Wednesday, January 28, 2015

World Class Schools?

Each year it is inevitable that an article like this is going to be posted to my blog. In fact, I am almost certain that a number of you out there have been wondering exactly when this article would appear. Despite that, I had always hoped and held on to some optimism that adequate funding would come through, and in a timely manner. Yet here we are again.

In his recent Condition of the State address, Governor Branstad recommended what equates to a 1.25% increase in supplemental state aid for the fiscal year that begins on July 1, 2015 (FY16), and a 2.45% increase for the fiscal year that begins on July 1, 2016 (FY17). Upon his return to office in 2011, the Governor set a bold agenda for Iowa schools and released a blueprint titled, "One Unshakeable Vision; World Class Schools for Iowa". In that blueprint, the following statement is made:
Iowans have long shared a deep commitment to giving our children the best education possible. We recognize young people today must meet higher expectations than ever to thrive in this global, knowledge-based economy. For the sake of our children and our state, it is vitally important that we build on our tradition of excellence to improve our schools. Iowa’s house of education still has a strong foundation, but it is also in need of a major remodel to be ready for the days ahead.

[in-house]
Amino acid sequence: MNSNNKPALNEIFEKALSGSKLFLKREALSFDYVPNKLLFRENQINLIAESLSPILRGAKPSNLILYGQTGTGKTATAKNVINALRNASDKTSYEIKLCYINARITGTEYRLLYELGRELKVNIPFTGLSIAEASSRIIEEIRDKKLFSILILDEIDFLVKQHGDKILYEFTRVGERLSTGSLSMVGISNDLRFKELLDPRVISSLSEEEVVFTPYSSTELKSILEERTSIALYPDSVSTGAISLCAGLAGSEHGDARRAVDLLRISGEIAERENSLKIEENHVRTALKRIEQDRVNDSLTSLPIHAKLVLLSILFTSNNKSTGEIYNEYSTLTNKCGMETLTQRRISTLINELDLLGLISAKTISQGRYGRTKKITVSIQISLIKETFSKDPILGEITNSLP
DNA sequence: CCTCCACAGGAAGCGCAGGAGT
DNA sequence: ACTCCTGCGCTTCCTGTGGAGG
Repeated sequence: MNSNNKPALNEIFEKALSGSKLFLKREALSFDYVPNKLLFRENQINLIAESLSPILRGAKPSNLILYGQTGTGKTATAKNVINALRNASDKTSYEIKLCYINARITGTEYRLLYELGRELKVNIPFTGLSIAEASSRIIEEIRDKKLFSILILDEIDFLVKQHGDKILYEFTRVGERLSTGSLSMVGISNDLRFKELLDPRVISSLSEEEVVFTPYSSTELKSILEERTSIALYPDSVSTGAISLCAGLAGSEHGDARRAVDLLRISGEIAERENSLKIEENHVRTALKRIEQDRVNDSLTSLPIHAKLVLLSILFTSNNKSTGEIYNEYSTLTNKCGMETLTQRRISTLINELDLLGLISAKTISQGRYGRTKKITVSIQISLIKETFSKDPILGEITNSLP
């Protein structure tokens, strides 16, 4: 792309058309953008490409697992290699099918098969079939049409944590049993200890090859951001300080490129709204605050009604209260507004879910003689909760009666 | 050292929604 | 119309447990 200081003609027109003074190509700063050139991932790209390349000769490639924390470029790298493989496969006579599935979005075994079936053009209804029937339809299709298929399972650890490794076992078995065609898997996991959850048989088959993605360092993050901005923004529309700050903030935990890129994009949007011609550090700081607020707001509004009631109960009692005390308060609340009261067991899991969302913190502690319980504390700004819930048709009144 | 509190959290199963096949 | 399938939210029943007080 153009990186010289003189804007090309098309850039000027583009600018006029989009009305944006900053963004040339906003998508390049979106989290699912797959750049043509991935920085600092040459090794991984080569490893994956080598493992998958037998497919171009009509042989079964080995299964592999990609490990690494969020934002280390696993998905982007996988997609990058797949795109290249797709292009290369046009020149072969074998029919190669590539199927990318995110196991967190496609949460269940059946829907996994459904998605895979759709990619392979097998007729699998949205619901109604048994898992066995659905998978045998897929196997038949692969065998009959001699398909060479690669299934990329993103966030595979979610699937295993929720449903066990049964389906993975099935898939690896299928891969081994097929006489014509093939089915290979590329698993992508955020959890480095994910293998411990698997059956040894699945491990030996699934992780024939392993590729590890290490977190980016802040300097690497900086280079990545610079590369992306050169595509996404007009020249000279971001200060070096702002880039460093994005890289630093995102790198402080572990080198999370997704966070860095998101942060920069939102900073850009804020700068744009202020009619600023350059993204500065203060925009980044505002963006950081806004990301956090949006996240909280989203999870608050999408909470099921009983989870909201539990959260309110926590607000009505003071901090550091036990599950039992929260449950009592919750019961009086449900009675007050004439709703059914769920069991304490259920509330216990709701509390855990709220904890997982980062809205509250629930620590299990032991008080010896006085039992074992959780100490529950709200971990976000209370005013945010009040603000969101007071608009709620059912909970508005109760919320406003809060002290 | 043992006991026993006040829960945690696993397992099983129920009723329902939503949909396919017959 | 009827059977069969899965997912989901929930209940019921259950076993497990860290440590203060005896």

That claim and the paltry increase to school funding are in direct contrast to one another. It takes much more than this statement to give our children the best education possible. To put it frankly, it costs money to run schools. We will be unable to build on that tradition of excellence and meet those higher expectations without adequate resources. Instead, we may very well see an erosion of that very foundation.  

The fact is there are real consequences for not setting adequate and timely state aid for schools. Notwithstanding the 'strong foundation' that forms this 'house of education', what we may well be headed to without adequate resources is instead a house of cards that one good stiff wind will topple. Many have grown weary of these doom and gloom predictions and believe that school districts are crying wolf and that it is absurd to think, 'The Big Bad Wolf will huff and puff and blow our house down.'  A look at recent history would suggest this is happening all across our state.